The second gimmick is (supposedly) the game’s primary objective. Rather than just surviving the levels, your goal is to rescue the remaining humans: the instructions are blared to you at the start of each level. In each level, several humans are inside boxes. To free them, you must destroy specific enemies. Once freed, you must pick them up before they get abducted or killed by enemies, and then take them to a ship to carry them to safety. Successfully doing so grants you a reward, such as extra points, extra lives, or extra bombs. The gimmick gives the player something to do besides just trying to survive the levels and destroy all the enemies, although the major problem here is that it isn’t actually required. While the game says that saving the remaining humans is the main goal, you can succeed just fine without ever bothering to do so: all it does is lower your score, not prevent your progression.

The third gimmick is the online co-op mode. Basically, you can team up with another player to tackle a level. Gameplay remains identical in online co-op and there is no communication between the players. Ultimately, I find the online co-op disappointing for these reasons: there are no additional strategies or mechanics built directly into co-op, and the lack of a built-in means of communication between the players limits the opportunity to devise new strategies of your own. Plus, the levels are not altered for co-op play, meaning that lower difficulties become comically easy when an ally is present, and higher difficulties feel impossible in single-player mode because they are constructed with co-op in mind. But I digress – this is supposed to be the ‘positive’ section, and the fact that Resogun has online co-op at all is something of a positive.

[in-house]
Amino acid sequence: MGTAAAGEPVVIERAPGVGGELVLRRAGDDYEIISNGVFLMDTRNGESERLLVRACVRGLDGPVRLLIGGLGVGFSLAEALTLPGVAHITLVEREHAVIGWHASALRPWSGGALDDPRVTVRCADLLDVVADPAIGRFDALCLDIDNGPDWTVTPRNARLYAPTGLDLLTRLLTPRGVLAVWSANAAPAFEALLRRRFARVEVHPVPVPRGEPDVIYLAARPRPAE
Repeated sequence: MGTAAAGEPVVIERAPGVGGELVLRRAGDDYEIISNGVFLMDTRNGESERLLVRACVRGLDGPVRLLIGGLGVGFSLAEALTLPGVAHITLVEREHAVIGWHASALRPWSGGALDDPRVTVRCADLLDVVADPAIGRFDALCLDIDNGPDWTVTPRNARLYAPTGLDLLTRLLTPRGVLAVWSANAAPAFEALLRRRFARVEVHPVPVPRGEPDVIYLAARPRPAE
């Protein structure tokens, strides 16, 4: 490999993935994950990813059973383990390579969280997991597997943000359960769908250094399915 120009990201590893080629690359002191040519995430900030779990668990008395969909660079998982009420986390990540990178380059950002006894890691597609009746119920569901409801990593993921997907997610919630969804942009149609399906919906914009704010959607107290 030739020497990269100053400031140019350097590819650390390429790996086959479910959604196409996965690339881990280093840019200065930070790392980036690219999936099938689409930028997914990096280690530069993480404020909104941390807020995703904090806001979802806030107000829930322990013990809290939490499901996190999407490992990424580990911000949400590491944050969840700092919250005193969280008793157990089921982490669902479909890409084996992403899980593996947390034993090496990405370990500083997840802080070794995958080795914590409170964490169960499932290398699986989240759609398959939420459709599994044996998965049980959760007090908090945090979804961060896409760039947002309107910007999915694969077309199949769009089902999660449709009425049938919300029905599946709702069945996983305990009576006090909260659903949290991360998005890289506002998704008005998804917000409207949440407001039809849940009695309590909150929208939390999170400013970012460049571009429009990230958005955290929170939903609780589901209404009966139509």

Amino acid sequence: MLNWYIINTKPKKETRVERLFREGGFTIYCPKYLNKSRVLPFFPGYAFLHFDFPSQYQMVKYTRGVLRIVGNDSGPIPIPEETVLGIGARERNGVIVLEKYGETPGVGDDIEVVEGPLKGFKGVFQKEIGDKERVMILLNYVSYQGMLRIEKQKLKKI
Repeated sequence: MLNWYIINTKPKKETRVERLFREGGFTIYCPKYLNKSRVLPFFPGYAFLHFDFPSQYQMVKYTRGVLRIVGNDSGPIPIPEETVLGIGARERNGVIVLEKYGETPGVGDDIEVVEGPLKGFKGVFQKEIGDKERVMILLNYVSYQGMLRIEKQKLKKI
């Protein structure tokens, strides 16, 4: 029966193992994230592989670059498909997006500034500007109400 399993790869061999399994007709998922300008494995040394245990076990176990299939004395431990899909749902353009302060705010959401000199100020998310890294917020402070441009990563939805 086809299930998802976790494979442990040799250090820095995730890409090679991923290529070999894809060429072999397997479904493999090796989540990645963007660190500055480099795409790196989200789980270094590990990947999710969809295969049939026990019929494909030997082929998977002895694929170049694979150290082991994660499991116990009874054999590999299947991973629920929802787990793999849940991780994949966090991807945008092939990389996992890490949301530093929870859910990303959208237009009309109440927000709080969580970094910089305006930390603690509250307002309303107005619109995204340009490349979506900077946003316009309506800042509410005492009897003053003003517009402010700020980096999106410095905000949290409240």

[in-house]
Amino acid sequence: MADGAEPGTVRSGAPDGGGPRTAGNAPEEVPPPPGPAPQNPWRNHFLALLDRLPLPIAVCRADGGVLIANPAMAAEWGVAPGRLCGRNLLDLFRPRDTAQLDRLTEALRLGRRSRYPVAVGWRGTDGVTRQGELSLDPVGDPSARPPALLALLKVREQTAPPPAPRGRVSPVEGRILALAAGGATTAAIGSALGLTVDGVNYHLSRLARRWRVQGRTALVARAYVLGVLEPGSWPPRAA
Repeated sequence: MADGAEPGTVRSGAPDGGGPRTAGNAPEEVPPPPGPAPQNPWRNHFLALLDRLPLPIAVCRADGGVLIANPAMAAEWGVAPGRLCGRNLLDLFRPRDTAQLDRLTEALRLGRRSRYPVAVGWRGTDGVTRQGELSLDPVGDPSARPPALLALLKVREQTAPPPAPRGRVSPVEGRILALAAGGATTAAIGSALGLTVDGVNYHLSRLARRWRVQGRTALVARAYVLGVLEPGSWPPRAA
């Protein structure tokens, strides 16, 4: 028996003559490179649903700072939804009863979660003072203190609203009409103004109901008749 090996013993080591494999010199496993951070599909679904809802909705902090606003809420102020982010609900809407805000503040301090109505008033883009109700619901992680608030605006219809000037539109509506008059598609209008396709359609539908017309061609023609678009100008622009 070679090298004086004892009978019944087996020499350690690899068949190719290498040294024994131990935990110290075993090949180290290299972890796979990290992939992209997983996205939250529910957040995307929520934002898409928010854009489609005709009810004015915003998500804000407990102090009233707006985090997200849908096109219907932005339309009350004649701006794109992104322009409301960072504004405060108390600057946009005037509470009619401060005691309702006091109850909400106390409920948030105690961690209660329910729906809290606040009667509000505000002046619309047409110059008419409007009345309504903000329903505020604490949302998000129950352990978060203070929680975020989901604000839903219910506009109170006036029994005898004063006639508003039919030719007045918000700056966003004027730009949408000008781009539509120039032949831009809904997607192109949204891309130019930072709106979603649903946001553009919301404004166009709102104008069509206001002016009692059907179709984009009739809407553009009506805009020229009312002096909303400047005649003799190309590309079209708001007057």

The Bad